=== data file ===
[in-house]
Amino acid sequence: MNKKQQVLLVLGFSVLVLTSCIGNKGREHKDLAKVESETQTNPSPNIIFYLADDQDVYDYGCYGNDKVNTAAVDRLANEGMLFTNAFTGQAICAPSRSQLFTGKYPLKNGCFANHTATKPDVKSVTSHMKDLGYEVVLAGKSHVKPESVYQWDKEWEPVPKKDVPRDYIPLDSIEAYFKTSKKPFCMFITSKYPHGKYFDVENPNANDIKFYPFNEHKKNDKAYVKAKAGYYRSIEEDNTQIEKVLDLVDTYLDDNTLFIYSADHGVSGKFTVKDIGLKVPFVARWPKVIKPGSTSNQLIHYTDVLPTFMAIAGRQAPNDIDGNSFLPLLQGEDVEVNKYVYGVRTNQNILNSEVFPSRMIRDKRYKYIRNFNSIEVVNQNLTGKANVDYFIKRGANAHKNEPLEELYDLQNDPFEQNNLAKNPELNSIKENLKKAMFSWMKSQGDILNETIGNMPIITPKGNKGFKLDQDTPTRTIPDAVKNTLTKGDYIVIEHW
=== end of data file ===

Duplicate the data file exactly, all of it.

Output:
[in-house]
Amino acid sequence: MNKKQQVLLVLGFSVLVLTSCIGNKGREHKDLAKVESETQTNPSPNIIFYLADDQDVYDYGCYGNDKVNTAAVDRLANEGMLFTNAFTGQAICAPSRSQLFTGKYPLKNGCFANHTATKPDVKSVTSHMKDLGYEVVLAGKSHVKPESVYQWDKEWEPVPKKDVPRDYIPLDSIEAYFKTSKKPFCMFITSKYPHGKYFDVENPNANDIKFYPFNEHKKNDKAYVKAKAGYYRSIEEDNTQIEKVLDLVDTYLDDNTLFIYSADHGVSGKFTVKDIGLKVPFVARWPKVIKPGSTSNQLIHYTDVLPTFMAIAGRQAPNDIDGNSFLPLLQGEDVEVNKYVYGVRTNQNILNSEVFPSRMIRDKRYKYIRNFNSIEVVNQNLTGKANVDYFIKRGANAHKNEPLEELYDLQNDPFEQNNLAKNPELNSIKENLKKAMFSWMKSQGDILNETIGNMPIITPKGNKGFKLDQDTPTRTIPDAVKNTLTKGDYIVIEHW